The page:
Director of The Month - Director Magazine

When he was 17, Fraser Doherty's jam-making business was doing so well he dropped out of university for a year to work on it full-time. Two years on and his company, SuperJam, supplies a range of healthy jams to Tesco, Waitrose, Morrisons and Budgens, and his degree in accounting and marketing has been delayed. "I think maybe 10 to 20 years down the line I might study something, but for now I'm learning a lot," says Doherty.

Taught to make jam by his grandmother at the age of 14, Doherty "really loved it" and started making jam to sell at farmers' markets and fetes. "I was making 1,000 jars a week in my parents' kitchen [in Edinburgh], which was when I realised I'd have to move to a factory," he says. 

But the supermarket deals didn't happen overnight. "The biggest challenge was convincing the first supermarket to take the jams," says Doherty. "It was a lengthy process and a challenge to motivate myself as an entrepreneur to keep trying. Many people give up at the first hurdle."

The first time Doherty attended a "meet the buyers" day at Waitrose—which he refers to as the X Factor of selling groceries to supermarkets—he came away empty-handed. "I hadn't set up production, I had no brand, no concept of the product, but they gave me good advice and I went away and spent a year putting that all together."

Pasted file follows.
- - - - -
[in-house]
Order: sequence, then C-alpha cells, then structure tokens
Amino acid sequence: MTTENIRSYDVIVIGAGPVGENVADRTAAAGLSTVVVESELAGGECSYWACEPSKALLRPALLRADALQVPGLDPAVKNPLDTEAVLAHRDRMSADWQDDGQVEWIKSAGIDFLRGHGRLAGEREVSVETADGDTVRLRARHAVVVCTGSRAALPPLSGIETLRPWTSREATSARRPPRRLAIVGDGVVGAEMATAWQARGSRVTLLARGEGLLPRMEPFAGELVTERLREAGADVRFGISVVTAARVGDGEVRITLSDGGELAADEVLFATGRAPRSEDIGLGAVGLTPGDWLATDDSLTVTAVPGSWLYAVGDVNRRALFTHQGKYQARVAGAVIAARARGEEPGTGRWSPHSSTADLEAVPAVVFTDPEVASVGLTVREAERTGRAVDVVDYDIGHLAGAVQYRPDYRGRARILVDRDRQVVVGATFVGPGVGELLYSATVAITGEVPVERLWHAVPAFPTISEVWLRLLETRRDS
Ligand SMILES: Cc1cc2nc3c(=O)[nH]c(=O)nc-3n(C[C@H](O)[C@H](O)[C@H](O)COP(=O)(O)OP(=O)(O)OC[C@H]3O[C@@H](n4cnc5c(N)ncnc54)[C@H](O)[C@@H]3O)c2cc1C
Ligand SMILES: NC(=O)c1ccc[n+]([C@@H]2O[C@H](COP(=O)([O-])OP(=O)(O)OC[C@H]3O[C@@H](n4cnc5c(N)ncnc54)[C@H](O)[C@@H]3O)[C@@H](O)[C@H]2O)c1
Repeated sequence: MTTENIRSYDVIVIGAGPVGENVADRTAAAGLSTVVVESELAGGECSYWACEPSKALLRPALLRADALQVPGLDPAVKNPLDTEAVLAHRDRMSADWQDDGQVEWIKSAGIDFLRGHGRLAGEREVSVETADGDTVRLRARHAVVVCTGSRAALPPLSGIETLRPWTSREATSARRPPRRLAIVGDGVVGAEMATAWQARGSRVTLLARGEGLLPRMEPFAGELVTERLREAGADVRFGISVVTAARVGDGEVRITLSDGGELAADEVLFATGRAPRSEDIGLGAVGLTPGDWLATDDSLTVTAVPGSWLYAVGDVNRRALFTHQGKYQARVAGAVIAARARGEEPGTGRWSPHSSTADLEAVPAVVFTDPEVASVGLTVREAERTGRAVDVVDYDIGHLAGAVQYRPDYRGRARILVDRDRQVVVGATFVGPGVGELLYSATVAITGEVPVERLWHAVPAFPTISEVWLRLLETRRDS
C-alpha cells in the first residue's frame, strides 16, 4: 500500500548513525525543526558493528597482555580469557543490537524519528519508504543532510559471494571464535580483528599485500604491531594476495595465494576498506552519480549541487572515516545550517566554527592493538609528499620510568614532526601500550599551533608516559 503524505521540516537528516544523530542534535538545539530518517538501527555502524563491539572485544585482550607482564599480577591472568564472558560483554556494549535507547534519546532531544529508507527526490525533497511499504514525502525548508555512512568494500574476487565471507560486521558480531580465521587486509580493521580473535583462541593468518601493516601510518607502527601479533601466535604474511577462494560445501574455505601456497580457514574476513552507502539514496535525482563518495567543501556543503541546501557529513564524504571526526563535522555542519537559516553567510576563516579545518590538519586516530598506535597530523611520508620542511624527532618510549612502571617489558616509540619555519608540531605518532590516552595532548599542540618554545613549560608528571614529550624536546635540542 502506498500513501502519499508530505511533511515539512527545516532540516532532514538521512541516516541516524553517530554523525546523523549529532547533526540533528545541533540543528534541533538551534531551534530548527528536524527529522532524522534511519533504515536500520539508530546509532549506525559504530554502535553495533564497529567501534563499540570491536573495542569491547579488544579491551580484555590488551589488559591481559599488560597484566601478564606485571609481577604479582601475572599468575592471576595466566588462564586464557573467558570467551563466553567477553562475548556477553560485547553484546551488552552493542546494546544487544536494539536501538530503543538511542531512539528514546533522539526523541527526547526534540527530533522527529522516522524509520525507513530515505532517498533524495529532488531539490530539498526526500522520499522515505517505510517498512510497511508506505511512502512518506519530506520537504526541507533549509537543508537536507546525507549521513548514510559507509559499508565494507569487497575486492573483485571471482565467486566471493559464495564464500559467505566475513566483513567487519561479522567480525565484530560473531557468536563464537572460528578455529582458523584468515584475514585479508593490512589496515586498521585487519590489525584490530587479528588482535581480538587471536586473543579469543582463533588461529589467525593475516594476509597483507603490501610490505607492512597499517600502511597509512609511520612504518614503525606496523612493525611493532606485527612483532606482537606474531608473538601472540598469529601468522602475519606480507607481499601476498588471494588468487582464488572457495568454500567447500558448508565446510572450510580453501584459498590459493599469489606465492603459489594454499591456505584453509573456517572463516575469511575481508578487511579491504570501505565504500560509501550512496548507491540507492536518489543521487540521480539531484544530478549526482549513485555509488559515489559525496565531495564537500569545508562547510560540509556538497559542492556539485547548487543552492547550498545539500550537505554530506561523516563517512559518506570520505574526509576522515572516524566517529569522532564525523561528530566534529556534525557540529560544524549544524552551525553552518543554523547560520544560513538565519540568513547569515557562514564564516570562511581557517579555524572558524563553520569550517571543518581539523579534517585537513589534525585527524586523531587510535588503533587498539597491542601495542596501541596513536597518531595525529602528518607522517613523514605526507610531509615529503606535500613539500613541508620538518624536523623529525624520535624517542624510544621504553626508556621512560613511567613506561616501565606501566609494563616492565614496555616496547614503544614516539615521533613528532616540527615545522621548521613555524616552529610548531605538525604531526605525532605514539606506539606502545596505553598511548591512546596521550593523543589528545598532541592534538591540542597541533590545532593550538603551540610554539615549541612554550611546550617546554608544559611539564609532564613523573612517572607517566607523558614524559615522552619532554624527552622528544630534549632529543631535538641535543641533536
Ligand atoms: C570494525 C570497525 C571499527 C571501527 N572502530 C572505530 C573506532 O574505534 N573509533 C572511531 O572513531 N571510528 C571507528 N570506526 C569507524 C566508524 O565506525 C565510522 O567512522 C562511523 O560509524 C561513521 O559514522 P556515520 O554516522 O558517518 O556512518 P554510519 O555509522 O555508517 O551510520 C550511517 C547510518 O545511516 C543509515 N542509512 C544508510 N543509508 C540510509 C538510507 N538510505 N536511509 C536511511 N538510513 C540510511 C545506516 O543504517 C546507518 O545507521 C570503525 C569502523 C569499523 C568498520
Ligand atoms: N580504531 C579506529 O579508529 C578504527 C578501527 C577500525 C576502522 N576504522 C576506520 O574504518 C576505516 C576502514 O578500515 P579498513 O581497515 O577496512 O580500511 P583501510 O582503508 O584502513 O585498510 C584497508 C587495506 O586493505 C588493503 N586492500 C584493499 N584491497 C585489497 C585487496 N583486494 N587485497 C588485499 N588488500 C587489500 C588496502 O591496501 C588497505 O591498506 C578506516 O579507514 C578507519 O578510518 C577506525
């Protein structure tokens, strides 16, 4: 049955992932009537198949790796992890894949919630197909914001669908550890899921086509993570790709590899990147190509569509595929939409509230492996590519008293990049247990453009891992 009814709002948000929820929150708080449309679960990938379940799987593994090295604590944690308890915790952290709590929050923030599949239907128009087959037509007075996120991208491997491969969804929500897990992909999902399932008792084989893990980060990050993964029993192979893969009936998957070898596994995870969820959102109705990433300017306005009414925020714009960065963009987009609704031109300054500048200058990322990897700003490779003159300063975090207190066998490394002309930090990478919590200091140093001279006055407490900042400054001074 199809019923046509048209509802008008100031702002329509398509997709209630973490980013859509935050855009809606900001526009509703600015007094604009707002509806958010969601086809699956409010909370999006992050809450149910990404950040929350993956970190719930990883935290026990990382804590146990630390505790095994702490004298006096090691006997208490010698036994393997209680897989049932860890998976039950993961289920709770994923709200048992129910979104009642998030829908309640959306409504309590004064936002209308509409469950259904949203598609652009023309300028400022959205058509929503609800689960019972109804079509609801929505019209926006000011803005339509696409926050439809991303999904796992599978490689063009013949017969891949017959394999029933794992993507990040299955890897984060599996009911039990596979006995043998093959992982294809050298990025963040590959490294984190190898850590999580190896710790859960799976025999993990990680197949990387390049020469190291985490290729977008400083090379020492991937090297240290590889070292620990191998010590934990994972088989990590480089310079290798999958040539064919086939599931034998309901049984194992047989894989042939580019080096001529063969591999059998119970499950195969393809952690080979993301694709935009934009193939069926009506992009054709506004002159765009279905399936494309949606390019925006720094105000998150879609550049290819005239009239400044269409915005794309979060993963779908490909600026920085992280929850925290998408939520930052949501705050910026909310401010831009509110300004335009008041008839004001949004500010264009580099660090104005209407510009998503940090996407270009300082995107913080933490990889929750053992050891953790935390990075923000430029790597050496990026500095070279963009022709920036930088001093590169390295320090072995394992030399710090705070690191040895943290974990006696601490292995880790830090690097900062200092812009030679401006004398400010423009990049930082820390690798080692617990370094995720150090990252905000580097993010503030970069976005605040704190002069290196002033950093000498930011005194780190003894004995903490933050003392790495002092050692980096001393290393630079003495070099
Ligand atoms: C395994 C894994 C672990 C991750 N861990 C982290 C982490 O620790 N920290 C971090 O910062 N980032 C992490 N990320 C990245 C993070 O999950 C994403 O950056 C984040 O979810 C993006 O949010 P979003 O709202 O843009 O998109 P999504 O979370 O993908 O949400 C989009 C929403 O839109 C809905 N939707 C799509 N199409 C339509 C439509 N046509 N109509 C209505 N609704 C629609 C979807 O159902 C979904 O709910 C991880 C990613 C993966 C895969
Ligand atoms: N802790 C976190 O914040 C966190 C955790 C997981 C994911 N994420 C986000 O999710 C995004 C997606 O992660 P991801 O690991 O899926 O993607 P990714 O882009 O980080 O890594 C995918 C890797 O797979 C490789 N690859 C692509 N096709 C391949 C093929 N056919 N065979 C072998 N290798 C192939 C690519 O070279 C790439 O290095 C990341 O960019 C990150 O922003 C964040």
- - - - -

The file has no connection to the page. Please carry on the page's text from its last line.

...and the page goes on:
He did some research and found that sales of jam had fallen for the past couple of decades because of its old-fashioned and unhealthy image (jam often contains lots of sugar). "There had been no innovation in jam-making for years so I looked into making a healthy jam with no additives and that was sweetened only with fruit juice," says Doherty. He used an advertising agency to come up with modern branding, found a factory he could hire a few days each month and the contract to supply Waitrose with his SuperJam range followed shortly afterwards.

Doherty knows that he owes a lot to his grandmother without whose recipes he wouldn't be running a successful business. "All too often we forget the contribution older people make to our society," he says. Last April, Doherty launched the SuperJam Tea Parties charity to give isolated or housebound older people the chance to socialise at community centres over tea and scones. During Older People's Week last October more than 100 parties took place across the UK.

Around half a million jars of SuperJam are sold a year—equating to sales of £400,000—which Doherty hopes to double over the next year. "I am ambitious for SuperJam and the charitable projects. There has been interest overseas so we will probably expand internationally," he says.


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